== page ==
Chandra X-ray study reveals young stars in cluster

Most stars begin their lives in clusters before dispersing.
By Laurel Kornfeld | May 03, 2018
By studying the stars in a cluster in X-ray wavelengths using NASA's Chandra X-ray Observatory, scientists successfully identified the cluster's young stars, all of which originated in the same cloud of gas and dust.

Most stars, including our Sun, are believed to form in clusters whose individual stars are gravitationally bound to one another. The stars often disperse once star formation in the cluster stops.

The cluster in which our Sun formed likely dispersed approximately 4.6 billion years ago. However, by studying other young clusters where star formation is still ongoing, astronomers can learn more about stars' formation and evolution processes.

A group of researchers used Chandra to observe NGC 6231, a cluster approximately 5,200 light years from Earth located in the southwest region of the "tail" in the constellation Scorpius. This cluster was discovered in 1654 by the Italian mathematician Giovanni Battista Hodierna.

Until now, young Sun-like stars in the cluster have been difficult to see because they are both hidden and outnumbered by older stars either in front of or behind them in the plane of the Milky Way. The older stars wandered into the area and are not part of the cluster.

Chandra can identify the younger stars that are part of the cluster by searching for characteristics typical of young stars, such as strong magnetic activity, which heats up their outer layers to tens of millions of degrees Celsius, causing the stars to emit X-rays.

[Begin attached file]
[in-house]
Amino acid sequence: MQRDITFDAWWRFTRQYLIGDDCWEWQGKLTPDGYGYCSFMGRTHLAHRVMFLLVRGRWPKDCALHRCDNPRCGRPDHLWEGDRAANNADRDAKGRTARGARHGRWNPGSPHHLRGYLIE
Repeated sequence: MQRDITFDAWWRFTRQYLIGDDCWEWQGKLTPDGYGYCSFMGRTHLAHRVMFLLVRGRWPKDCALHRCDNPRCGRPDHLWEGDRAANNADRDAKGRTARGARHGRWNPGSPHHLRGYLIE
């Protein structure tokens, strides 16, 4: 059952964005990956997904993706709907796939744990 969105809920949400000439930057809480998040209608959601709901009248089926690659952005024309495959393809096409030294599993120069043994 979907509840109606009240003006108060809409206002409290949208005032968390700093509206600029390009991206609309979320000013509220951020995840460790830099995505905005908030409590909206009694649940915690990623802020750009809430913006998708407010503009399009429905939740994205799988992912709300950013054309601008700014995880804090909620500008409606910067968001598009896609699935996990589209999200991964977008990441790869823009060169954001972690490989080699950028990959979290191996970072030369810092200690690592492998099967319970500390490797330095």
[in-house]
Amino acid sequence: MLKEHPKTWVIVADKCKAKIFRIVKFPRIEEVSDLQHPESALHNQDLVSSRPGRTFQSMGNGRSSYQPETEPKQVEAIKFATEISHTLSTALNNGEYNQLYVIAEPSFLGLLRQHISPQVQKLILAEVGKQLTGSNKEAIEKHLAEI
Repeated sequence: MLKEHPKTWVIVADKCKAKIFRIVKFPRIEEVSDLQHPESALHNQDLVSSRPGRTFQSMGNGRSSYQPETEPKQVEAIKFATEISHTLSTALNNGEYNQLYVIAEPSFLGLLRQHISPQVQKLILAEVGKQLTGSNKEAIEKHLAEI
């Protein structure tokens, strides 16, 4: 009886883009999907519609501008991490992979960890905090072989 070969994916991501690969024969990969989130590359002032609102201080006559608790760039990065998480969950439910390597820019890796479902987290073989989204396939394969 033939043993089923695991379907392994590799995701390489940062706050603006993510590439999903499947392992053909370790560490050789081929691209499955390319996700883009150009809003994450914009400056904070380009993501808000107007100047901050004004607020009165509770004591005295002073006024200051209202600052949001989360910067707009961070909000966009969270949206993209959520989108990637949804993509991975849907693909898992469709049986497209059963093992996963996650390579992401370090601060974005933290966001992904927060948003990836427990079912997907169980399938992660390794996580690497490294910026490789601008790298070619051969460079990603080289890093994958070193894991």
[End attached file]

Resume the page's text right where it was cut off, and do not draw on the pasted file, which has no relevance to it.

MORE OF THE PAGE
An image of the inner cluster taken by Chandra was done by dividing X-ray light into three bands--red, green, and blue, which represent a spectrum of X-rays from lower to higher energy.

The scientists then combined data collected by Chandra with infrared data taken of the same cluster by the European Southern Observatory's (ESO) Visible and Infrared Survey Telescope for Astronomy Variables (VISTA) in the Via Lactea Survey to produce the most accurate census of young stars in the cluster.

They counted 5,700 to 7,500 young stars in the Chandra image, which provided the most detailed ever look at a cluster in which star formation has just ended.

Additionally, they determined that while NGC 6231 has expanded from its initial, more compact state, it has not done so sufficiently for individual stars to escape its gravitational pull.

To gain an understanding of young clusters' properties, scientists compare data regarding the sizes, masses, and ages of many different star clusters.

Two separate papers have been published on the Chandra study of NGC 6231 in The Astronomical Journal.



We are dedicated to maintaining a respectful community that actively engages in lively discussions about news stories and blog posts. Please keep the following in mind when writing your comments.